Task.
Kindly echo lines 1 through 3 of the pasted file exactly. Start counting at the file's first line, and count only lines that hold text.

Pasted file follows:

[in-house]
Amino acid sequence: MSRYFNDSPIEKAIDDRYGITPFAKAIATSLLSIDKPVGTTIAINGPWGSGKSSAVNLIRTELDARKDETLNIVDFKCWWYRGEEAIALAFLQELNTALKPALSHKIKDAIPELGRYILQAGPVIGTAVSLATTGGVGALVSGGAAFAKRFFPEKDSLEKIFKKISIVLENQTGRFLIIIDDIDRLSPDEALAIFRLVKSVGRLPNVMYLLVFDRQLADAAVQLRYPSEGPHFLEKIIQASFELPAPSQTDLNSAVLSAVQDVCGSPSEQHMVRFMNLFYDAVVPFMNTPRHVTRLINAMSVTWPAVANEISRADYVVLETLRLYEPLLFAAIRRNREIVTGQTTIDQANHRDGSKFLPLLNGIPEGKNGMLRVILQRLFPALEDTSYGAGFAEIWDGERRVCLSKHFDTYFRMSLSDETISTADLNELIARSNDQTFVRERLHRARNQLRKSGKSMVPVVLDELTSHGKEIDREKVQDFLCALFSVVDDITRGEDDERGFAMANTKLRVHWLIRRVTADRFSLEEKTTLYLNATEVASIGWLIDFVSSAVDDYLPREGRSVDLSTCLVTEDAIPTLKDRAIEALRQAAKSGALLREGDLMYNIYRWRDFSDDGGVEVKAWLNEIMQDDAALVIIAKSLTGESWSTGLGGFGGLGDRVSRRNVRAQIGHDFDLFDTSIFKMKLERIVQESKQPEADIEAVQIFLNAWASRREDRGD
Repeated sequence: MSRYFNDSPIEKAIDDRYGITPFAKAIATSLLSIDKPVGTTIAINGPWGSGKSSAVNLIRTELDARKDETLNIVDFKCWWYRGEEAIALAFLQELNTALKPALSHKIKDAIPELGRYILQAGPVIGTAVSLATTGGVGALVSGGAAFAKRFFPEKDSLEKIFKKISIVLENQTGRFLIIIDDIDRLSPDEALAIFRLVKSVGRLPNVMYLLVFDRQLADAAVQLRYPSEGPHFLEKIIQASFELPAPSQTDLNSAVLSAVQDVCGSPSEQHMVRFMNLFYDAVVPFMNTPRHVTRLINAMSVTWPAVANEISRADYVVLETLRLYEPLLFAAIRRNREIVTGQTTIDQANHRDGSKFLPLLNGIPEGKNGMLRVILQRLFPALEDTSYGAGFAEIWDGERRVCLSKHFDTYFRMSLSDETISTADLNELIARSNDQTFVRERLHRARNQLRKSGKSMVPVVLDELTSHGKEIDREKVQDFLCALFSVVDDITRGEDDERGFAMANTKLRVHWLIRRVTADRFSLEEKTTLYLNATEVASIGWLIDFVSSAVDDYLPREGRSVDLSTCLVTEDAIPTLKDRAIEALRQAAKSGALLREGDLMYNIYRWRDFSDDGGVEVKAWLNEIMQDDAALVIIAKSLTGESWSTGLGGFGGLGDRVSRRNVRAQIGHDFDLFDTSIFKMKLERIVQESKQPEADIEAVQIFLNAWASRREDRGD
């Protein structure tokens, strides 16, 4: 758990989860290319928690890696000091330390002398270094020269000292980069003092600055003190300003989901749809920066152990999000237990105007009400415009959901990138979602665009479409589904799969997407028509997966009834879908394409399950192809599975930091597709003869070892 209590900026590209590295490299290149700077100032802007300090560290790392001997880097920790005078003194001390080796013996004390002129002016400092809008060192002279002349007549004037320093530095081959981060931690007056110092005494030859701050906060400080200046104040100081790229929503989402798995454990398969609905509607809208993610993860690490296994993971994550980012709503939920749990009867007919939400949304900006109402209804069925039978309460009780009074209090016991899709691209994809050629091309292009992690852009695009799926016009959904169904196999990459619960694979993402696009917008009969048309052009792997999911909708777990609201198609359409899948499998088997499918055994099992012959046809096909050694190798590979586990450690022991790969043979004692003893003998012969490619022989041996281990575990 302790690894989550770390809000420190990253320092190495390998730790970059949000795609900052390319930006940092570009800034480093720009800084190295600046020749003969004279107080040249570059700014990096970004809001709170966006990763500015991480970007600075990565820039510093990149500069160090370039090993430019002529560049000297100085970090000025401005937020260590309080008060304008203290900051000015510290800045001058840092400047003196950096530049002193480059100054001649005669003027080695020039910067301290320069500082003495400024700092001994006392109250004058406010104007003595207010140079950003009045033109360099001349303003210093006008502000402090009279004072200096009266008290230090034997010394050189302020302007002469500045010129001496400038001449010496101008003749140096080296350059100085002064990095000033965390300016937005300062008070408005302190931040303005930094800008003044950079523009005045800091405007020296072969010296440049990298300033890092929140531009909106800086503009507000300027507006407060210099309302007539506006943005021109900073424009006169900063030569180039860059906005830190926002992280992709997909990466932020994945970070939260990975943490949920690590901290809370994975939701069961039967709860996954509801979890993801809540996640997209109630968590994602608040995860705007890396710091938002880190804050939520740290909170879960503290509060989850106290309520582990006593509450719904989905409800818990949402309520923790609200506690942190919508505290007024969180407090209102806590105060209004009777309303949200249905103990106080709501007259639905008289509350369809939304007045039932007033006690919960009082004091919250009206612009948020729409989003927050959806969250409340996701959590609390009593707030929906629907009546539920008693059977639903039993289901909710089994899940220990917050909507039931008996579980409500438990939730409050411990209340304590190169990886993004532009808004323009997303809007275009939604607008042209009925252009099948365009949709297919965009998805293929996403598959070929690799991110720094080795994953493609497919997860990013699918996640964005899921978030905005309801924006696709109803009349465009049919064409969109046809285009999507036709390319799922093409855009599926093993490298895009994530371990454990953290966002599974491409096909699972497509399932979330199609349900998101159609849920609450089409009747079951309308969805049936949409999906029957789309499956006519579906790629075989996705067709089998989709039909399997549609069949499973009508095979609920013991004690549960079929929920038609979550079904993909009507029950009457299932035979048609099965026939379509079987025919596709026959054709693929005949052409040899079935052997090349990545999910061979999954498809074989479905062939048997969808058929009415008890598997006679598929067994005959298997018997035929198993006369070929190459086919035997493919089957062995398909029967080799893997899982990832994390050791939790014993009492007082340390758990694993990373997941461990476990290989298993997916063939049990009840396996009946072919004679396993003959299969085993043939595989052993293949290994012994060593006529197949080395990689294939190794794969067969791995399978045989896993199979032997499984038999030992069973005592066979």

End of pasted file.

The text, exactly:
[in-house]
Amino acid sequence: MSRYFNDSPIEKAIDDRYGITPFAKAIATSLLSIDKPVGTTIAINGPWGSGKSSAVNLIRTELDARKDETLNIVDFKCWWYRGEEAIALAFLQELNTALKPALSHKIKDAIPELGRYILQAGPVIGTAVSLATTGGVGALVSGGAAFAKRFFPEKDSLEKIFKKISIVLENQTGRFLIIIDDIDRLSPDEALAIFRLVKSVGRLPNVMYLLVFDRQLADAAVQLRYPSEGPHFLEKIIQASFELPAPSQTDLNSAVLSAVQDVCGSPSEQHMVRFMNLFYDAVVPFMNTPRHVTRLINAMSVTWPAVANEISRADYVVLETLRLYEPLLFAAIRRNREIVTGQTTIDQANHRDGSKFLPLLNGIPEGKNGMLRVILQRLFPALEDTSYGAGFAEIWDGERRVCLSKHFDTYFRMSLSDETISTADLNELIARSNDQTFVRERLHRARNQLRKSGKSMVPVVLDELTSHGKEIDREKVQDFLCALFSVVDDITRGEDDERGFAMANTKLRVHWLIRRVTADRFSLEEKTTLYLNATEVASIGWLIDFVSSAVDDYLPREGRSVDLSTCLVTEDAIPTLKDRAIEALRQAAKSGALLREGDLMYNIYRWRDFSDDGGVEVKAWLNEIMQDDAALVIIAKSLTGESWSTGLGGFGGLGDRVSRRNVRAQIGHDFDLFDTSIFKMKLERIVQESKQPEADIEAVQIFLNAWASRREDRGD
Repeated sequence: MSRYFNDSPIEKAIDDRYGITPFAKAIATSLLSIDKPVGTTIAINGPWGSGKSSAVNLIRTELDARKDETLNIVDFKCWWYRGEEAIALAFLQELNTALKPALSHKIKDAIPELGRYILQAGPVIGTAVSLATTGGVGALVSGGAAFAKRFFPEKDSLEKIFKKISIVLENQTGRFLIIIDDIDRLSPDEALAIFRLVKSVGRLPNVMYLLVFDRQLADAAVQLRYPSEGPHFLEKIIQASFELPAPSQTDLNSAVLSAVQDVCGSPSEQHMVRFMNLFYDAVVPFMNTPRHVTRLINAMSVTWPAVANEISRADYVVLETLRLYEPLLFAAIRRNREIVTGQTTIDQANHRDGSKFLPLLNGIPEGKNGMLRVILQRLFPALEDTSYGAGFAEIWDGERRVCLSKHFDTYFRMSLSDETISTADLNELIARSNDQTFVRERLHRARNQLRKSGKSMVPVVLDELTSHGKEIDREKVQDFLCALFSVVDDITRGEDDERGFAMANTKLRVHWLIRRVTADRFSLEEKTTLYLNATEVASIGWLIDFVSSAVDDYLPREGRSVDLSTCLVTEDAIPTLKDRAIEALRQAAKSGALLREGDLMYNIYRWRDFSDDGGVEVKAWLNEIMQDDAALVIIAKSLTGESWSTGLGGFGGLGDRVSRRNVRAQIGHDFDLFDTSIFKMKLERIVQESKQPEADIEAVQIFLNAWASRREDRGD